We’re in port in Thailand. It’s hard to tell how we’re supposed to refer to it. The name of the actual port is Laem Chabang, but the nearest town is Pattaya, and our tickets say Bangkok. Bangkok is a two-hour drive from the port, so we’re here for two days so that people who actually want to go into the city can do so and then spend the night. Weird, because Valley of the Kings was an even greater distance from our port (3 ½ hours by bus), but we didn’t stay overnight.
Our tour took us into Pattaya to a place called “Sanctuary of Truth.” I have learned to modulate my expectations on this trip, because so many things don’t live up to their hype. Luckily, I had never heard of the Sanctuary of Truth.
It’s a sort of Buddhist shrine right on the beach in Pattaya. It’s large for a wooden structure – about 4 storeys tall, although it’s all one big room. Although it sounds like something created in antiquity, it’s only about 40 years old, and still not complete. The first part of the walk takes you through the woodcarving shop where we got to see the carvers at work turning bits of wood into art. And of course, they made it look easy.
The Truth sanctified in this sanctuary isn’t mystical, revolutionary, or hard to understand – it’s the same Buddhist truths people have been living by for ages – all humans are fundamentally equal, treat everyone with respect, revere your family, care for the old and the young. I loved thinking that someone was moved enough to design and begin building this lovely place just to get everyone to remember what it takes to be a good person.
After the Sanctuary of Truth, we went to the beach. There couldn’t have been more of a contrast. According to our guide, Pattaya used to be the place that Thai families went to for a weekend getaway – it was cheap, lovely, and had a nice beach. Now, he said, white tourists have taken it over. The beach is dominated by people with stalls where, for about 100 baht (about $3), you can rent a beach umbrella and a couple of plastic beach chairs for the day. Across the street there’s a line of the kind of tourist bars you see in Mexico – an open patio packed with tables and chairs, and hostesses that shout “Welcome! Come on in!” to every passer-by. Interspersed with these are the occasional American fast-food place, and a couple of convenience stores where, next to the cashier where one would normally expect candy or gum, condoms and lube.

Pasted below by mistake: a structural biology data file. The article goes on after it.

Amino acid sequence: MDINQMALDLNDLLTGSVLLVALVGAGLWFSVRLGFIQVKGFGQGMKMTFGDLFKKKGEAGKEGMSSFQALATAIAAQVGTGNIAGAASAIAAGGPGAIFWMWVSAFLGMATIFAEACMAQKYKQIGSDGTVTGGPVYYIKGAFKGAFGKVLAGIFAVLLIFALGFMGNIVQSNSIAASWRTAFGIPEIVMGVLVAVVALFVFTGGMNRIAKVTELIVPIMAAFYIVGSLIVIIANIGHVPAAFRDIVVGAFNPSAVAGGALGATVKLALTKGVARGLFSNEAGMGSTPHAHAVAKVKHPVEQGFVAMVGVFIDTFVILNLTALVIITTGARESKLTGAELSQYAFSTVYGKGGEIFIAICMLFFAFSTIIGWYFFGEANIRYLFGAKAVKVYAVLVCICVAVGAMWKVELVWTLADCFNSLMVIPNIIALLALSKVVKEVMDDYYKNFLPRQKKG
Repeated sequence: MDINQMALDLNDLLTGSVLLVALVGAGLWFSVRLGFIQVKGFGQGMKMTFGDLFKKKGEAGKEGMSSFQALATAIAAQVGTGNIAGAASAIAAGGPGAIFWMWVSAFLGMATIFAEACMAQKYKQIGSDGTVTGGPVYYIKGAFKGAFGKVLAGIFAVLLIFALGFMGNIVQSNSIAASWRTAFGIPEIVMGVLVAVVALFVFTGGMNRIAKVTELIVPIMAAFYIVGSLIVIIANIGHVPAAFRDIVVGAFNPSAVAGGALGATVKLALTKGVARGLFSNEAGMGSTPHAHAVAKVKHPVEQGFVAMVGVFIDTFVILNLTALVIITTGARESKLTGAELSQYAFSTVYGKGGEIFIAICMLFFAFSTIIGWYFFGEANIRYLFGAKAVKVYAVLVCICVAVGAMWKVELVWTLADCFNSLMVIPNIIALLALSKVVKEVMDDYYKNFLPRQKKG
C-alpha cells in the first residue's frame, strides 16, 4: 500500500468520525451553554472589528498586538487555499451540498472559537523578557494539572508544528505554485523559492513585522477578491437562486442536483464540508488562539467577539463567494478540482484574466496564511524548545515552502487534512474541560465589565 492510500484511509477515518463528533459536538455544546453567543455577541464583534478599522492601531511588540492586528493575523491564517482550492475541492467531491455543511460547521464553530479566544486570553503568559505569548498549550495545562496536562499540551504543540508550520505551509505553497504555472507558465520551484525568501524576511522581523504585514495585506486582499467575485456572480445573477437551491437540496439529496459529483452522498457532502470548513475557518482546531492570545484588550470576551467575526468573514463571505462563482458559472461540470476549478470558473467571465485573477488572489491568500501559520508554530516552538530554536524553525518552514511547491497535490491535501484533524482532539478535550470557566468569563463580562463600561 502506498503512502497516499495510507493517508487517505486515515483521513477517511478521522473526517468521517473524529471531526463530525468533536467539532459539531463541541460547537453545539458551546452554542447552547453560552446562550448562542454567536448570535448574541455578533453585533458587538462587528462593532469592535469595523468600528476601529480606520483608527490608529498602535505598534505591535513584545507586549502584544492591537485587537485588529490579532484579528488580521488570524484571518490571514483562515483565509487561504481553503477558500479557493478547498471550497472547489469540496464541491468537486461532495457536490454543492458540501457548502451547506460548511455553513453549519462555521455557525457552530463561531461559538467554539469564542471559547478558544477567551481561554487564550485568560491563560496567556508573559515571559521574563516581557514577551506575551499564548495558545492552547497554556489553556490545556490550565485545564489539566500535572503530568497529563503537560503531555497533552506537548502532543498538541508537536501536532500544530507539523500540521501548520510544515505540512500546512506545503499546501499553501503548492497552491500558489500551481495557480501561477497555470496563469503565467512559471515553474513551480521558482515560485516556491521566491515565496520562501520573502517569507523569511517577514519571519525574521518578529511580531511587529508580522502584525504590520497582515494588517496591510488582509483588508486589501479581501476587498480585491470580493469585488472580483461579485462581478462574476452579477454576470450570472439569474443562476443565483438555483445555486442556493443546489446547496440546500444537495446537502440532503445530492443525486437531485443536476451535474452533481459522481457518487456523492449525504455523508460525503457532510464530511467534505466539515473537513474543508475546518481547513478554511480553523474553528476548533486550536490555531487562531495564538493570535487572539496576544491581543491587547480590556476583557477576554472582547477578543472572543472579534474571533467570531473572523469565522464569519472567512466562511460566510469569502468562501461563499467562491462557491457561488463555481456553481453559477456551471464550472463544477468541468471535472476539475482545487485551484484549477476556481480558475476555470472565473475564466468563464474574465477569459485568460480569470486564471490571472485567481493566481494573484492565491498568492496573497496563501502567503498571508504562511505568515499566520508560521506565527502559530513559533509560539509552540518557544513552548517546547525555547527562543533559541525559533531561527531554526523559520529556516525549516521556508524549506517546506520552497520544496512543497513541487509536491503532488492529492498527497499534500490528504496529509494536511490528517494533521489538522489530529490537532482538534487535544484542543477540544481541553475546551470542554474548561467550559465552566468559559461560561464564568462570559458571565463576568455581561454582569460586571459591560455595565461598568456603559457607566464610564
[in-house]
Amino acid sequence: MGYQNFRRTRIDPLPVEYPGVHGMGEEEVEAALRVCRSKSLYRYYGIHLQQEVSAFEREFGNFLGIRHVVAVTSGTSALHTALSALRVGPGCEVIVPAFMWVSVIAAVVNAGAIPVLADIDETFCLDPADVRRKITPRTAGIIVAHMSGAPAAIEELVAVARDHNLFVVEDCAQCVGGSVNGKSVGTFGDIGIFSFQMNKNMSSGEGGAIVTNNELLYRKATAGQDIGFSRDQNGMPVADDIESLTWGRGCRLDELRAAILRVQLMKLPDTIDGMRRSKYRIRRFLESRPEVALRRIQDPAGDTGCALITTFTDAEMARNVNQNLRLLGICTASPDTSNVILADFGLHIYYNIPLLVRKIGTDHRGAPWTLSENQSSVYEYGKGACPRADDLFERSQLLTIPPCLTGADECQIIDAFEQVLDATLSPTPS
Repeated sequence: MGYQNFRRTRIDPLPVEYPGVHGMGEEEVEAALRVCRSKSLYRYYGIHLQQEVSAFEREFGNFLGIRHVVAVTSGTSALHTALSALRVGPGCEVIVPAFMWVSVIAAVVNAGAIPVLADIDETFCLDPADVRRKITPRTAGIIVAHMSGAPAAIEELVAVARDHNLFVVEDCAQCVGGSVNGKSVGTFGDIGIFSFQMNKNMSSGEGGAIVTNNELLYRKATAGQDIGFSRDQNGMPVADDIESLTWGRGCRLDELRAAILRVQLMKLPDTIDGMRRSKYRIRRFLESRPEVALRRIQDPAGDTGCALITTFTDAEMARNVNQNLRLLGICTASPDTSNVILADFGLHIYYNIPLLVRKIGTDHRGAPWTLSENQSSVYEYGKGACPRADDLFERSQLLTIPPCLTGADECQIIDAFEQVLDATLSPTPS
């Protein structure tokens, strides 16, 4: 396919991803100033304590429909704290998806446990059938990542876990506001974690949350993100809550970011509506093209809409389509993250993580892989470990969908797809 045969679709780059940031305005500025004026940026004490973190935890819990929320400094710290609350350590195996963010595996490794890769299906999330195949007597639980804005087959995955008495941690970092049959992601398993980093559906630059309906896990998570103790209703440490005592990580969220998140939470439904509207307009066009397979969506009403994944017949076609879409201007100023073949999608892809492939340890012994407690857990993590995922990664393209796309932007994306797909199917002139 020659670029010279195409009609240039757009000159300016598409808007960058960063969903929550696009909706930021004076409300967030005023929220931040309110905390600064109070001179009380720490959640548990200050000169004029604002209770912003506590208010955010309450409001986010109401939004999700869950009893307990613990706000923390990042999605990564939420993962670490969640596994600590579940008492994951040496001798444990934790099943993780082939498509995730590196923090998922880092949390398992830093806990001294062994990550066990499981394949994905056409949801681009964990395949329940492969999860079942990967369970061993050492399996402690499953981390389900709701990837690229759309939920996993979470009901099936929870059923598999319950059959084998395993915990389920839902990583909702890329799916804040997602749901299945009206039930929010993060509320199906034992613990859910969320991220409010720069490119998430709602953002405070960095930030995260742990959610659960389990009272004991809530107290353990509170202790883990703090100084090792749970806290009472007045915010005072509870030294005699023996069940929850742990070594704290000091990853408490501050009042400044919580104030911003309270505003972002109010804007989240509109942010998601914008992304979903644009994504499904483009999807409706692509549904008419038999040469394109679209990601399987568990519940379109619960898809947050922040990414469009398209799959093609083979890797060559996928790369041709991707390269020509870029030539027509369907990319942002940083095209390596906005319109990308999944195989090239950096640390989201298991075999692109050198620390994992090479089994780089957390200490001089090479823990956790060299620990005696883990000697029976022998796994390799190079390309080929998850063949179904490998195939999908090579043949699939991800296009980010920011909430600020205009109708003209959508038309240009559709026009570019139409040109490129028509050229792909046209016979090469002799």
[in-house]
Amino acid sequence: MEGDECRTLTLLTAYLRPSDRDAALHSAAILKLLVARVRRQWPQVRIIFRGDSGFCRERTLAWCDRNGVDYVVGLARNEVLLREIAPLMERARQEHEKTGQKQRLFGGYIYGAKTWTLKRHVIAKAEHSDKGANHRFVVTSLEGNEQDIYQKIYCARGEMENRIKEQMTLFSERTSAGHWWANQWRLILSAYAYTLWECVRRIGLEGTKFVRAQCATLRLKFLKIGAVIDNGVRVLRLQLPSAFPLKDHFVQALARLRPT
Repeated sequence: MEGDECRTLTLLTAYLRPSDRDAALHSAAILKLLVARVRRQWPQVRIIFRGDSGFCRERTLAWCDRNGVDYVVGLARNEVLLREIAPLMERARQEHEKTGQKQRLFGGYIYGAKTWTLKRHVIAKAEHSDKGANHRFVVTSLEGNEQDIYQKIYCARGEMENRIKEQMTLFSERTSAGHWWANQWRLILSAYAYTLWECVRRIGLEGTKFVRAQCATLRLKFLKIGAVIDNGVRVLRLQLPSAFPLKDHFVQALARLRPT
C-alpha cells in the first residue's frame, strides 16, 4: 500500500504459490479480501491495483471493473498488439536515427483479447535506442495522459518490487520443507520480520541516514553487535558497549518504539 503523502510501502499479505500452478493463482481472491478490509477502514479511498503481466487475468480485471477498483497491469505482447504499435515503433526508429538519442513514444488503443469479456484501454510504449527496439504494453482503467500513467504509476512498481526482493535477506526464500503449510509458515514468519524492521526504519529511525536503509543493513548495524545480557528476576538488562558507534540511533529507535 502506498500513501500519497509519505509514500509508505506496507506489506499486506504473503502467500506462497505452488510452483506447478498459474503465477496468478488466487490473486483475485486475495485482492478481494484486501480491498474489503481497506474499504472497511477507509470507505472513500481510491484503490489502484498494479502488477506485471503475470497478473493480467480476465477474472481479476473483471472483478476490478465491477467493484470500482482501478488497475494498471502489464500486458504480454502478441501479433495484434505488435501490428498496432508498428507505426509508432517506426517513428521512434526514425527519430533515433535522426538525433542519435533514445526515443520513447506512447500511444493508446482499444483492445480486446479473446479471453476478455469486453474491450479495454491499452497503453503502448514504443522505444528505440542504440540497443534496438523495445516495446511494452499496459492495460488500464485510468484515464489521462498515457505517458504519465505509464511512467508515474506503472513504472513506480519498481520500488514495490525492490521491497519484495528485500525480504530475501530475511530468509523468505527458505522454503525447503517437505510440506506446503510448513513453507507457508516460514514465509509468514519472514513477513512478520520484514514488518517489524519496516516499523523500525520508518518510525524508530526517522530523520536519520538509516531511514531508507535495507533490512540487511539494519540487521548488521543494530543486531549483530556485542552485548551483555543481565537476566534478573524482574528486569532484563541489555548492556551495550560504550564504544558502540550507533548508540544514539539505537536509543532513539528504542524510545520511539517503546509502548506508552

We had been dropped at an absolutely huge mall, where we bought a tank top (for me), and some much needed groceries – saltines, fruit, tonic water, sinus medication, cough drops.
And no – I wasn’t better yet. We went ashore for a hot second to load up on a few last-minute Thai souvenirs, but apart from that, stayed on the ship. My chest is still full of goo and I’m still coughing and dizzy. I tried toughing it out, but gave it up and ended up going to bed at 3:30 in the afternoon, and sleeping until about 7 the next morning. Rather than the restless sleep of illness, this was the solid sleep of getting better. The poor Pirate had dressed and gone to dinner, but forgot his card key. He apparently knocked at the door, but to no avail. Luckily, he was able to snag a steward to let him back into our room. Apparently I told him he looked nice, rolled over, and went back to sleep.